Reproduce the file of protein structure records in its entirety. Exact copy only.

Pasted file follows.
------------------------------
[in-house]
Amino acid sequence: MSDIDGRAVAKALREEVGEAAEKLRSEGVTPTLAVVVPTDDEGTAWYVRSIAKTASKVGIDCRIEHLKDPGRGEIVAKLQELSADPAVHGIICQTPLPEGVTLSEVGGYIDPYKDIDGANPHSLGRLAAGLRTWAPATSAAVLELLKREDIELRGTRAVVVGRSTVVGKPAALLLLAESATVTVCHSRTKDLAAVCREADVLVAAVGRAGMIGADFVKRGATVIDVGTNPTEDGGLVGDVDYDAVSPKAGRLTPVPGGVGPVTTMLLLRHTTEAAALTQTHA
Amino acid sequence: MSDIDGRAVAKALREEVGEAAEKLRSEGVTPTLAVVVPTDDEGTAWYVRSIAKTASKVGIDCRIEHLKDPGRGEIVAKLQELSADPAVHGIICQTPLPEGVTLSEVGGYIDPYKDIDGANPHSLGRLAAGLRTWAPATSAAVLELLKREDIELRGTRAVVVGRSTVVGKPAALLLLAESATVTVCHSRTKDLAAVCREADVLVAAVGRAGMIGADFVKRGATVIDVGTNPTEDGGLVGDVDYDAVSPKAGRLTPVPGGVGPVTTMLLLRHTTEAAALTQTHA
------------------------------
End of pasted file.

[in-house]
Amino acid sequence: MSDIDGRAVAKALREEVGEAAEKLRSEGVTPTLAVVVPTDDEGTAWYVRSIAKTASKVGIDCRIEHLKDPGRGEIVAKLQELSADPAVHGIICQTPLPEGVTLSEVGGYIDPYKDIDGANPHSLGRLAAGLRTWAPATSAAVLELLKREDIELRGTRAVVVGRSTVVGKPAALLLLAESATVTVCHSRTKDLAAVCREADVLVAAVGRAGMIGADFVKRGATVIDVGTNPTEDGGLVGDVDYDAVSPKAGRLTPVPGGVGPVTTMLLLRHTTEAAALTQTHA
Amino acid sequence: MSDIDGRAVAKALREEVGEAAEKLRSEGVTPTLAVVVPTDDEGTAWYVRSIAKTASKVGIDCRIEHLKDPGRGEIVAKLQELSADPAVHGIICQTPLPEGVTLSEVGGYIDPYKDIDGANPHSLGRLAAGLRTWAPATSAAVLELLKREDIELRGTRAVVVGRSTVVGKPAALLLLAESATVTVCHSRTKDLAAVCREADVLVAAVGRAGMIGADFVKRGATVIDVGTNPTEDGGLVGDVDYDAVSPKAGRLTPVPGGVGPVTTMLLLRHTTEAAALTQTHA